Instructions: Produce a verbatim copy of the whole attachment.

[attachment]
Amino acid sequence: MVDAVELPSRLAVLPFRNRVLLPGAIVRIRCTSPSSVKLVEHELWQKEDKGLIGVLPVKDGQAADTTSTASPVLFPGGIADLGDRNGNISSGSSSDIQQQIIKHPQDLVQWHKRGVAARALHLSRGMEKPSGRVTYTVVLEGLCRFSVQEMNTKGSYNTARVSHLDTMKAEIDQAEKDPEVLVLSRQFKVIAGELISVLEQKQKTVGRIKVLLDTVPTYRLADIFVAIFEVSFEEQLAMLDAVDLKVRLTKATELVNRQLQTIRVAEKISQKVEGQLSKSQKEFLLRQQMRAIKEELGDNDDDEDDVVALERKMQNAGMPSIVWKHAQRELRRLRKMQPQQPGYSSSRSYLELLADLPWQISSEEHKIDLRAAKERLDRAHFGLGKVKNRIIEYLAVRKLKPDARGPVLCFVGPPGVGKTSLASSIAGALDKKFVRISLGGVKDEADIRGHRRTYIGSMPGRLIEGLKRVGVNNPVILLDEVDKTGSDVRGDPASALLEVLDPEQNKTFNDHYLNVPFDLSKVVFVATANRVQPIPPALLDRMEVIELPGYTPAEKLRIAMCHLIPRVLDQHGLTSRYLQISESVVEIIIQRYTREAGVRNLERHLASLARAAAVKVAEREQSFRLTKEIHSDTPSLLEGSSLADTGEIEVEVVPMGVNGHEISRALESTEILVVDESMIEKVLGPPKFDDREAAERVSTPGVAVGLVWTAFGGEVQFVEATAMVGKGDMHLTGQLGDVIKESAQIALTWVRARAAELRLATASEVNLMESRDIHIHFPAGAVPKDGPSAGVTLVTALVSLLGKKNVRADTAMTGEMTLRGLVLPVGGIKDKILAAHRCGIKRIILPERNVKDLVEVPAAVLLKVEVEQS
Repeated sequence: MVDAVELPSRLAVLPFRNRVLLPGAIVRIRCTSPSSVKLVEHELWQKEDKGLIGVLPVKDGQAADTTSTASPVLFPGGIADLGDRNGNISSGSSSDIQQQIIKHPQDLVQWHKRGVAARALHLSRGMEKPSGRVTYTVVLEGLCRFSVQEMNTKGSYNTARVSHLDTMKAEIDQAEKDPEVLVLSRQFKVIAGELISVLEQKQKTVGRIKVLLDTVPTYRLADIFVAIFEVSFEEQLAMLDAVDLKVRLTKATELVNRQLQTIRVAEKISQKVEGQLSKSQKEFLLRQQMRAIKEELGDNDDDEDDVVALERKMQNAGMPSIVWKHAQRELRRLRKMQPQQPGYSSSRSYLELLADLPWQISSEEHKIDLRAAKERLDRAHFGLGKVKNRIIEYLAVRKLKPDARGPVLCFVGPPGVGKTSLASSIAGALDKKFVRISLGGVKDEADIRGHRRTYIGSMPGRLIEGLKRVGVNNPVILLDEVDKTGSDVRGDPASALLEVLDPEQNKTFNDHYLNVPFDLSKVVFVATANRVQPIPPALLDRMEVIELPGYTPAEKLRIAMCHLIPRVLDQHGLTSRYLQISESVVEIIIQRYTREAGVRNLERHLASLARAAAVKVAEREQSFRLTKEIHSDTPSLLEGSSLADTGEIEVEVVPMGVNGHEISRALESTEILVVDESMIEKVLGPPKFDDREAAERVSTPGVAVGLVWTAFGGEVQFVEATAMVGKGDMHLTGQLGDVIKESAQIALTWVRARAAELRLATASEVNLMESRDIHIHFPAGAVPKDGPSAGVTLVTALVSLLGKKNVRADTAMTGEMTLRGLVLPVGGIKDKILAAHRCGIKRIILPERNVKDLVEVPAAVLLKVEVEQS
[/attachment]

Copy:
Amino acid sequence: MVDAVELPSRLAVLPFRNRVLLPGAIVRIRCTSPSSVKLVEHELWQKEDKGLIGVLPVKDGQAADTTSTASPVLFPGGIADLGDRNGNISSGSSSDIQQQIIKHPQDLVQWHKRGVAARALHLSRGMEKPSGRVTYTVVLEGLCRFSVQEMNTKGSYNTARVSHLDTMKAEIDQAEKDPEVLVLSRQFKVIAGELISVLEQKQKTVGRIKVLLDTVPTYRLADIFVAIFEVSFEEQLAMLDAVDLKVRLTKATELVNRQLQTIRVAEKISQKVEGQLSKSQKEFLLRQQMRAIKEELGDNDDDEDDVVALERKMQNAGMPSIVWKHAQRELRRLRKMQPQQPGYSSSRSYLELLADLPWQISSEEHKIDLRAAKERLDRAHFGLGKVKNRIIEYLAVRKLKPDARGPVLCFVGPPGVGKTSLASSIAGALDKKFVRISLGGVKDEADIRGHRRTYIGSMPGRLIEGLKRVGVNNPVILLDEVDKTGSDVRGDPASALLEVLDPEQNKTFNDHYLNVPFDLSKVVFVATANRVQPIPPALLDRMEVIELPGYTPAEKLRIAMCHLIPRVLDQHGLTSRYLQISESVVEIIIQRYTREAGVRNLERHLASLARAAAVKVAEREQSFRLTKEIHSDTPSLLEGSSLADTGEIEVEVVPMGVNGHEISRALESTEILVVDESMIEKVLGPPKFDDREAAERVSTPGVAVGLVWTAFGGEVQFVEATAMVGKGDMHLTGQLGDVIKESAQIALTWVRARAAELRLATASEVNLMESRDIHIHFPAGAVPKDGPSAGVTLVTALVSLLGKKNVRADTAMTGEMTLRGLVLPVGGIKDKILAAHRCGIKRIILPERNVKDLVEVPAAVLLKVEVEQS
Repeated sequence: MVDAVELPSRLAVLPFRNRVLLPGAIVRIRCTSPSSVKLVEHELWQKEDKGLIGVLPVKDGQAADTTSTASPVLFPGGIADLGDRNGNISSGSSSDIQQQIIKHPQDLVQWHKRGVAARALHLSRGMEKPSGRVTYTVVLEGLCRFSVQEMNTKGSYNTARVSHLDTMKAEIDQAEKDPEVLVLSRQFKVIAGELISVLEQKQKTVGRIKVLLDTVPTYRLADIFVAIFEVSFEEQLAMLDAVDLKVRLTKATELVNRQLQTIRVAEKISQKVEGQLSKSQKEFLLRQQMRAIKEELGDNDDDEDDVVALERKMQNAGMPSIVWKHAQRELRRLRKMQPQQPGYSSSRSYLELLADLPWQISSEEHKIDLRAAKERLDRAHFGLGKVKNRIIEYLAVRKLKPDARGPVLCFVGPPGVGKTSLASSIAGALDKKFVRISLGGVKDEADIRGHRRTYIGSMPGRLIEGLKRVGVNNPVILLDEVDKTGSDVRGDPASALLEVLDPEQNKTFNDHYLNVPFDLSKVVFVATANRVQPIPPALLDRMEVIELPGYTPAEKLRIAMCHLIPRVLDQHGLTSRYLQISESVVEIIIQRYTREAGVRNLERHLASLARAAAVKVAEREQSFRLTKEIHSDTPSLLEGSSLADTGEIEVEVVPMGVNGHEISRALESTEILVVDESMIEKVLGPPKFDDREAAERVSTPGVAVGLVWTAFGGEVQFVEATAMVGKGDMHLTGQLGDVIKESAQIALTWVRARAAELRLATASEVNLMESRDIHIHFPAGAVPKDGPSAGVTLVTALVSLLGKKNVRADTAMTGEMTLRGLVLPVGGIKDKILAAHRCGIKRIILPERNVKDLVEVPAAVLLKVEVEQS